The Film Industry Has a Big Presence in New Orleans

New Orleans is a cinematic city, steeped in visual clichés.  We all know about the feature films, television shows and television commercials that get made here. HBO’s Treme’ has shone a spotlight on the local music industry, and given quite a few locals work.  Right now, it seems everyone is either working in the film business in some capacity, or trying to avoid film crews!  But it’s not just the out-of-towners who are coming here to take advantage of our scenery and the Louisiana tax credit program for filming.  Talented young filmmakers who live right here are making acclaimed movies right here.

For example, Jeff, Who Lives at Home opened this past weekend nationally.   Directed by a pair of New Orleans brothers, products of Jesuit High School, and filmed mostly in Metairie (to look like Baton Rouge!), the movie has received great reviews.   It’s the latest in a series of several features by Jay and Mark Duplass, who wrote, directed and produced Cyrus and Baghead before Jeff, Who Lives at Home.    The movie, about a 30-year old slacker who lives in his mom (Susan Sarandon)’s basement in Baton Rouge , is acclaimed as a mature piece of filmmaking.

Another very successful indie movie is Beasts of the Southern Wild, which just won the Grand Jury Award and Excellence in Cinematography Award at the 2012 Sundance Film Festival.  Benh Zeitlin directed that film; he’s part of a collective group of independent filmmakers called Court 13 who began as students together and are based in the city. Although Zeitlin hails from Queens, New York and went to college at Wesleyan, he came to the city post-Katrina, like so many creative young people who have enriched the city’s cultural life.   Beasts employ nonactors to tell a magical realist story filmed and set in a poverty-stricken town in Louisiana’s Bayou Country.   Its heroine, a young girl called Hushpuppy, undertakes a mythical journey in search of her mother, battling prehistoric creatures unleashed by environmental changes.  The New York Times called the film one of the best to be screened at Sundance in over two decades. Searchlight purchased U.S. rights to the drama during the festival for nearly $1 million, and it will be released on a limited platform on June 29, 2012.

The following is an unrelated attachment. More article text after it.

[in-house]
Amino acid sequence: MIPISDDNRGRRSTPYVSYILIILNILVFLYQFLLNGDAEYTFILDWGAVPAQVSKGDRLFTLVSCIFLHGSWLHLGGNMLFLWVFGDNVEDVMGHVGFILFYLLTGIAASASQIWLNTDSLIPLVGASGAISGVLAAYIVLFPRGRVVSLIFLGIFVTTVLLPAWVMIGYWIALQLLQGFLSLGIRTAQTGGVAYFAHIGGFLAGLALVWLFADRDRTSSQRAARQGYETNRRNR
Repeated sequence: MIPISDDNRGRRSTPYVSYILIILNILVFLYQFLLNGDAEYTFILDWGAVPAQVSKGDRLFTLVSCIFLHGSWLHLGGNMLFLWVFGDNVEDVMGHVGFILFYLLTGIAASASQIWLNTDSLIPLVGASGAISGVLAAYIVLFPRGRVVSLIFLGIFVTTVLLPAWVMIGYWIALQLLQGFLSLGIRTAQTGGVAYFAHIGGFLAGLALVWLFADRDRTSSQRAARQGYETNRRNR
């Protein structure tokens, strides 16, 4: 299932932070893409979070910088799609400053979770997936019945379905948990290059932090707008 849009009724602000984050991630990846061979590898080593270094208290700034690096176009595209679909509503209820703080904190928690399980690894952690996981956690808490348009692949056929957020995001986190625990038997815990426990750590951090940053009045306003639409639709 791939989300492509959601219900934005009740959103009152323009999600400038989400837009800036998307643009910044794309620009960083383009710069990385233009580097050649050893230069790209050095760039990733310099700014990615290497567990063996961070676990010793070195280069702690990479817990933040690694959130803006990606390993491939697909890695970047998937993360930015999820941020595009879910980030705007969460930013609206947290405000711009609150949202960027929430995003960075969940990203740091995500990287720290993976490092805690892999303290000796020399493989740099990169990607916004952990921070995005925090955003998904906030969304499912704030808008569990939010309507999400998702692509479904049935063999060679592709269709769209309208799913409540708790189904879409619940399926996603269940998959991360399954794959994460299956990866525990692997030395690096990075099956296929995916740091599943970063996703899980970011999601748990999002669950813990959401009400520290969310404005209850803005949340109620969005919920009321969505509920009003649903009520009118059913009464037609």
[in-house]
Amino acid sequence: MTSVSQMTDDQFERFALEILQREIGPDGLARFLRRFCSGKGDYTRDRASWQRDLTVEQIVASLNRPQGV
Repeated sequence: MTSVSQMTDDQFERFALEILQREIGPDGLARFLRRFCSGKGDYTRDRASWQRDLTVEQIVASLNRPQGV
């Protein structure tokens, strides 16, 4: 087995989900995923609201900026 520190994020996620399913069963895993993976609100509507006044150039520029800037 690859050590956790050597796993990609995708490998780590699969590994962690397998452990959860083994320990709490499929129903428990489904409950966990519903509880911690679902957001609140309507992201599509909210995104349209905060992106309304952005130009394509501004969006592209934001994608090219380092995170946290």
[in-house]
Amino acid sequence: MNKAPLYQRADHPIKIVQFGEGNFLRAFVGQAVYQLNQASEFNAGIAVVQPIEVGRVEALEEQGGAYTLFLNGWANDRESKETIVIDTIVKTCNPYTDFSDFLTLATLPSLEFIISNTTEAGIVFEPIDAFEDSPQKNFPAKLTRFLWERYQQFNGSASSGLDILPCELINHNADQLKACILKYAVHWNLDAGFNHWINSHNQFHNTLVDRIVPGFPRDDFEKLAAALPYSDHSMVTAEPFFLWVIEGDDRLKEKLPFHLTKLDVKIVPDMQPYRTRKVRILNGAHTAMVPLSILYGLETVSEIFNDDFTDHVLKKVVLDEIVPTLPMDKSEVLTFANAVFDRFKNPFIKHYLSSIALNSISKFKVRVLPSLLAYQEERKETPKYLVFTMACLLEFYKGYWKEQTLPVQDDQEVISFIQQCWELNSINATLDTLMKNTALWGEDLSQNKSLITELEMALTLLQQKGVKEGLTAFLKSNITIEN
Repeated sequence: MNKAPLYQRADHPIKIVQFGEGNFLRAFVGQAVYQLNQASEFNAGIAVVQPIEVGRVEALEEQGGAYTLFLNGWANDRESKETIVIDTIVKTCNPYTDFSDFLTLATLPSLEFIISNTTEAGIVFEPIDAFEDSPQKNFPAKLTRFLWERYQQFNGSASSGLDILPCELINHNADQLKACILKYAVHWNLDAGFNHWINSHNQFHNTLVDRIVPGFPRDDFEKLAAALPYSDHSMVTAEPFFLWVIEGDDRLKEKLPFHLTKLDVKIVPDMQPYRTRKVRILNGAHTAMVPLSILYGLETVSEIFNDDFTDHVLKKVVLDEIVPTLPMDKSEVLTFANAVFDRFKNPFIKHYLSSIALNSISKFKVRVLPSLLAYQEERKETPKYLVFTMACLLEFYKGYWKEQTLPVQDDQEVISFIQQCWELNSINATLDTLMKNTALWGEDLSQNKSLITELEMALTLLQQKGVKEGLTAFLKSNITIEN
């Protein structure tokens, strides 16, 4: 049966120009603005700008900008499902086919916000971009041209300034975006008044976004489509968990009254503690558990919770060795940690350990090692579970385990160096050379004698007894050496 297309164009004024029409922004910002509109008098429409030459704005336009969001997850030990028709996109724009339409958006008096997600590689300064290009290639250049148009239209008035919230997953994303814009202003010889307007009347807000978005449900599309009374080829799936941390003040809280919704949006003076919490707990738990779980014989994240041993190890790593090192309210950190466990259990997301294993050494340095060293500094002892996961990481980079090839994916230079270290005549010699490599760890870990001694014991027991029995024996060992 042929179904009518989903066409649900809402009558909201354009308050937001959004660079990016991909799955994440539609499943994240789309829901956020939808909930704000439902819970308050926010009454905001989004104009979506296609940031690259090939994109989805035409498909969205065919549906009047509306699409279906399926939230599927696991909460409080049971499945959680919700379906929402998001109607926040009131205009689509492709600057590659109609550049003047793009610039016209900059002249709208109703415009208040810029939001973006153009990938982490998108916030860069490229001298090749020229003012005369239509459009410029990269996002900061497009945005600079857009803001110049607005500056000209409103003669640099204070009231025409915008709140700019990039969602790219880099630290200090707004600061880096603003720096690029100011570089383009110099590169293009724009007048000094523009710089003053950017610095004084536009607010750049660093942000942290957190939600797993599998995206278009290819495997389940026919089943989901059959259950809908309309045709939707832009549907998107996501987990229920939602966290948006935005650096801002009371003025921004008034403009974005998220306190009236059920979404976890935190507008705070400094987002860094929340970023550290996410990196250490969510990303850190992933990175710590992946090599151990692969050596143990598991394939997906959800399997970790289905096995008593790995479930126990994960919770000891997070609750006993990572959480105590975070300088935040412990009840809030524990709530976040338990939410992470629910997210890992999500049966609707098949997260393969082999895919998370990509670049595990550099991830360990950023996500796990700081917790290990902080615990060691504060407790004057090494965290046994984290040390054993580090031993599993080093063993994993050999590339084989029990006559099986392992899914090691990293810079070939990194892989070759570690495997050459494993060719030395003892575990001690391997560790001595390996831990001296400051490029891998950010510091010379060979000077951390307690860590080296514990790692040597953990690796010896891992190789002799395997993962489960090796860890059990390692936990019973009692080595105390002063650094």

And even though it’s not local we’re proud of the 2012 Academy Award for Shreveport’s Moonbot Studios for its first animated release, “The Fantastic Flying Books of Mr. Morris Lessmore.”  William Joyce, author/illustrator, and co-director Brandon Oldenburg created the 14-minute movie about a character who survives a storm and lands in a world where books come alive to help people.   It’s a Louisiana project, made by Louisiana residents.  Here and the rest of the state, we’re not Hollywood outsiders anymore. We’re working from within, and making a real success of


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